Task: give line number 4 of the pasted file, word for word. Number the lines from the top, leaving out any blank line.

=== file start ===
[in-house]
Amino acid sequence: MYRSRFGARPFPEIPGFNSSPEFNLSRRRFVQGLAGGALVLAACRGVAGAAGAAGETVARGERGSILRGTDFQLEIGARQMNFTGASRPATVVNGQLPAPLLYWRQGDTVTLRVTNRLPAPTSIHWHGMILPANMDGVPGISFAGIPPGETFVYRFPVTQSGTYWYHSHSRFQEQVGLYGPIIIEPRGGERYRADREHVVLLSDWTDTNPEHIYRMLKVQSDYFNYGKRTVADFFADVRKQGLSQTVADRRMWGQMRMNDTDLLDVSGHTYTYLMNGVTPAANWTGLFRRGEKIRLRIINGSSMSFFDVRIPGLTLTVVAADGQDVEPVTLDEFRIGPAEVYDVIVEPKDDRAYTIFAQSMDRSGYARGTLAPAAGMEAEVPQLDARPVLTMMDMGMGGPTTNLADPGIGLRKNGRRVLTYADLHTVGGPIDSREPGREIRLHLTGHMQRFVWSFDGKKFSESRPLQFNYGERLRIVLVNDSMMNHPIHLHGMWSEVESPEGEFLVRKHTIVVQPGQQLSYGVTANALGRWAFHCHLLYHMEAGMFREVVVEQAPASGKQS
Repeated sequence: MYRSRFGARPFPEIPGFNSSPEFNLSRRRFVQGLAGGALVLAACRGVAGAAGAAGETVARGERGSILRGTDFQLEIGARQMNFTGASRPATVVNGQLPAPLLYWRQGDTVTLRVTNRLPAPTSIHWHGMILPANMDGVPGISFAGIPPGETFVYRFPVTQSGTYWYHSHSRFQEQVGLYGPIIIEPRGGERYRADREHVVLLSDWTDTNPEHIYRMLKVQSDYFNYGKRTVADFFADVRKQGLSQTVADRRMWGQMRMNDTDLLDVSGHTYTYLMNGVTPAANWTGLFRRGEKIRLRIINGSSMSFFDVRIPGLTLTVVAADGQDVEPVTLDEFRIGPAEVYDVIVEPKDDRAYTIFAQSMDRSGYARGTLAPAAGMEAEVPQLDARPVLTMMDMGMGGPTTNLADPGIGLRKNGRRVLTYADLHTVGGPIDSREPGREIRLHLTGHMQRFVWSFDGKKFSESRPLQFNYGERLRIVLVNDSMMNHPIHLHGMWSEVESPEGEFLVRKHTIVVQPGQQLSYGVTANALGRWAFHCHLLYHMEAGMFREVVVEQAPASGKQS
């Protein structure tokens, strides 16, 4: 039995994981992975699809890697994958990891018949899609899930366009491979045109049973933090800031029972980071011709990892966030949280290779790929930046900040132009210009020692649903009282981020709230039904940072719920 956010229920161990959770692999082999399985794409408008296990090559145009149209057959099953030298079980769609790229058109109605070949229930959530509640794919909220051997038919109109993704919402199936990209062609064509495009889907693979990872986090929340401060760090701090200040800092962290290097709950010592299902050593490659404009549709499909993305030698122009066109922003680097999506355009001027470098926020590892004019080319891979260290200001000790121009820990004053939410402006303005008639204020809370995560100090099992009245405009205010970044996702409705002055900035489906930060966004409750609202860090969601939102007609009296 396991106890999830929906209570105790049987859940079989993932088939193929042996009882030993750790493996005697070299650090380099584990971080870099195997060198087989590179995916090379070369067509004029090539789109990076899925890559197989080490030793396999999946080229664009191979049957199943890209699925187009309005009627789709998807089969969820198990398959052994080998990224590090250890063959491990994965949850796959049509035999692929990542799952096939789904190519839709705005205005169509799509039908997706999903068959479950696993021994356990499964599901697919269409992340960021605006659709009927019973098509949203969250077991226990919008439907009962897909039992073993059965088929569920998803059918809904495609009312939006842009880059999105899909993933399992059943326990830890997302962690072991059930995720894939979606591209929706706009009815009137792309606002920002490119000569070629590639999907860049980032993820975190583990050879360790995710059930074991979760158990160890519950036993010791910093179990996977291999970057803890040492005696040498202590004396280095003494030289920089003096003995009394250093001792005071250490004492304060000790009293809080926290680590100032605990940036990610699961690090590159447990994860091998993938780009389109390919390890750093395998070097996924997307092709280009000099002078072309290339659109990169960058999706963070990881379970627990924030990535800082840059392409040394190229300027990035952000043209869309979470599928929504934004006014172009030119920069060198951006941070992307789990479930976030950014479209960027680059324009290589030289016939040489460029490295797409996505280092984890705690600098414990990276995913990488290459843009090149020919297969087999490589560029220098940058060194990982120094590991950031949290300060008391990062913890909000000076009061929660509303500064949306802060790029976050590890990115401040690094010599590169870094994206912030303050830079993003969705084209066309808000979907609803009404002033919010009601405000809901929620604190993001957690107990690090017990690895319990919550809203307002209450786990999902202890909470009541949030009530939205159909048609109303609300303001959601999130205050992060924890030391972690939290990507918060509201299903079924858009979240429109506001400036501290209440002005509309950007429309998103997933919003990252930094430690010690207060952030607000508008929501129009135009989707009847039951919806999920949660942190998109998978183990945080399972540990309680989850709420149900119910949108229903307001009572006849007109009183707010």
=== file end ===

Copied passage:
């Protein structure tokens, strides 16, 4: 039995994981992975699809890697994958990891018949899609899930366009491979045109049973933090800031029972980071011709990892966030949280290779790929930046900040132009210009020692649903009282981020709230039904940072719920 956010229920161990959770692999082999399985794409408008296990090559145009149209057959099953030298079980769609790229058109109605070949229930959530509640794919909220051997038919109109993704919402199936990209062609064509495009889907693979990872986090929340401060760090701090200040800092962290290097709950010592299902050593490659404009549709499909993305030698122009066109922003680097999506355009001027470098926020590892004019080319891979260290200001000790121009820990004053939410402006303005008639204020809370995560100090099992009245405009205010970044996702409705002055900035489906930060966004409750609202860090969601939102007609009296 396991106890999830929906209570105790049987859940079989993932088939193929042996009882030993750790493996005697070299650090380099584990971080870099195997060198087989590179995916090379070369067509004029090539789109990076899925890559197989080490030793396999999946080229664009191979049957199943890209699925187009309005009627789709998807089969969820198990398959052994080998990224590090250890063959491990994965949850796959049509035999692929990542799952096939789904190519839709705005205005169509799509039908997706999903068959479950696993021994356990499964599901697919269409992340960021605006659709009927019973098509949203969250077991226990919008439907009962897909039992073993059965088929569920998803059918809904495609009312939006842009880059999105899909993933399992059943326990830890997302962690072991059930995720894939979606591209929706706009009815009137792309606002920002490119000569070629590639999907860049980032993820975190583990050879360790995710059930074991979760158990160890519950036993010791910093179990996977291999970057803890040492005696040498202590004396280095003494030289920089003096003995009394250093001792005071250490004492304060000790009293809080926290680590100032605990940036990610699961690090590159447990994860091998993938780009389109390919390890750093395998070097996924997307092709280009000099002078072309290339659109990169960058999706963070990881379970627990924030990535800082840059392409040394190229300027990035952000043209869309979470599928929504934004006014172009030119920069060198951006941070992307789990479930976030950014479209960027680059324009290589030289016939040489460029490295797409996505280092984890705690600098414990990276995913990488290459843009090149020919297969087999490589560029220098940058060194990982120094590991950031949290300060008391990062913890909000000076009061929660509303500064949306802060790029976050590890990115401040690094010599590169870094994206912030303050830079993003969705084209066309808000979907609803009404002033919010009601405000809901929620604190993001957690107990690090017990690895319990919550809203307002209450786990999902202890909470009541949030009530939205159909048609109303609300303001959601999130205050992060924890030391972690939290990507918060509201299903079924858009979240429109506001400036501290209440002005509309950007429309998103997933919003990252930094430690010690207060952030607000508008929501129009135009989707009847039951919806999920949660942190998109998978183990945080399972540990309680989850709420149900119910949108229903307001009572006849007109009183707010």